How Zoom's chief people officer handled unprecedented growth during the pandemic
- Lynne Oldham oversaw
Zoom's HRresponse during the pandemic.
- The company started hiring for hundreds of openings to meet 30x increases in demand in March 2020.
- Oldham brought in a new chief diversity officer who helped reshape the company's equity efforts.
There aren't many companies or products that have been as central to the pandemic workplace experience as Zoom.In a six-week period, the video meeting software went from 10 million daily meeting participants to 300 million, a 30 times increase that put chief people officer Lynne Oldham in a very complicated situation. She had to increase the employee headcount significantly while moving the entire company remote and meeting the needs of this skyrocketing demand. For these efforts, Oldham was also named one of Insider's HR Innovators for 2021.
Oldham also had to keep pre-pandemic employees top of mind. These workers were tasked with handling the initial bursts of demand, as well as a sharp shift to remote work."Zoom's workforce was only 15% remote pre-pandemic," Oldham said. "This meant most Zoom employees were navigating a new work from home environment while also working long hours to keep the Zoom platform up, and make updates to address the needs of new users and educate new users."
One of her first priorities was holistic support for employees, adding new mental health benefits and wellness offerings, which expanded from covering gym memberships to covering grocery and food delivery, home office furniture, and more.Oldham and her team also created "Camp Zoomitude" for the children of Zoom employees. This summer program provided "camp-based" virtual activities three days a week and featured family sing-a-longs on Fridays. For newer employees, Oldham put a heavy emphasis on their digital onboarding program. Knowing they would be adding to their headcount significantly, Zoom
Zoom announced the hiring of chief diversity officer Damien Hooper-Campbell in late May 2020. After George Floyd's murder, Oldham facilitated an "all hands" town hall-style meeting to hear from employees on how they were feeling. In follow-up, executive leaders held additional listening sessions with Black employees to continue gathering feedback.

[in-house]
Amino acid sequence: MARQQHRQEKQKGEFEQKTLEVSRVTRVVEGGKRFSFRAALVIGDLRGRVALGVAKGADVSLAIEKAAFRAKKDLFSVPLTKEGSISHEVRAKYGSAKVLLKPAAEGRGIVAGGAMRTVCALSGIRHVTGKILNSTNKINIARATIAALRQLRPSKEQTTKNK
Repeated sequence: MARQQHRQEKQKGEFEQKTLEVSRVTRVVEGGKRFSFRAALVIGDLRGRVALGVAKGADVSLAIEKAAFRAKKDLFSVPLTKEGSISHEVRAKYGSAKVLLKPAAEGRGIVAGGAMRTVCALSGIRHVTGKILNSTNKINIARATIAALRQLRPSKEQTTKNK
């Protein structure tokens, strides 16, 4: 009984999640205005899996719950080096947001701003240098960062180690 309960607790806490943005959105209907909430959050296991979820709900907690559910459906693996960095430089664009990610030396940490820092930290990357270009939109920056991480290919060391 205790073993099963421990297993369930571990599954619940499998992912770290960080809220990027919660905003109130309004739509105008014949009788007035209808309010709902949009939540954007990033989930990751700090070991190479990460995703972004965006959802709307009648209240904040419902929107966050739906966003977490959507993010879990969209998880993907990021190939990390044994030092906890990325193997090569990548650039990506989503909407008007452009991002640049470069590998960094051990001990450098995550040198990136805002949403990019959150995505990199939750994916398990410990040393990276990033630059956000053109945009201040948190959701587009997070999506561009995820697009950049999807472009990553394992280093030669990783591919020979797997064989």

"Learning and education, we believed, were the key to making Zoom a more inclusive workplace," Oldham said.Continuing on the theme of education, Zoom launched ZoomTalks, a nine-part series of discussions on race in America completed in partnership with TIME and the University of Southern California where Hooper-Campbell was a co-host. Zoom also forged a five-year partnership with Claflin University, an HBCU, that will spend $1.2 million to provide internships, scholarships, technical support, strategy support, and more.
For Oldham, the main lesson from the pandemic was the responsibility for the holistic support of employees and the role that HR can play there.
"We are now all working through the cracks of life rather than just trying to live life through the cracks of work," she said. "This means for the HR profession that social engineering will be more critical than ever. Understanding social capital and the nature of the remote workspace is going to be vital so that we can help create collaborative, innovative work cultures in the new remote/hybrid world."
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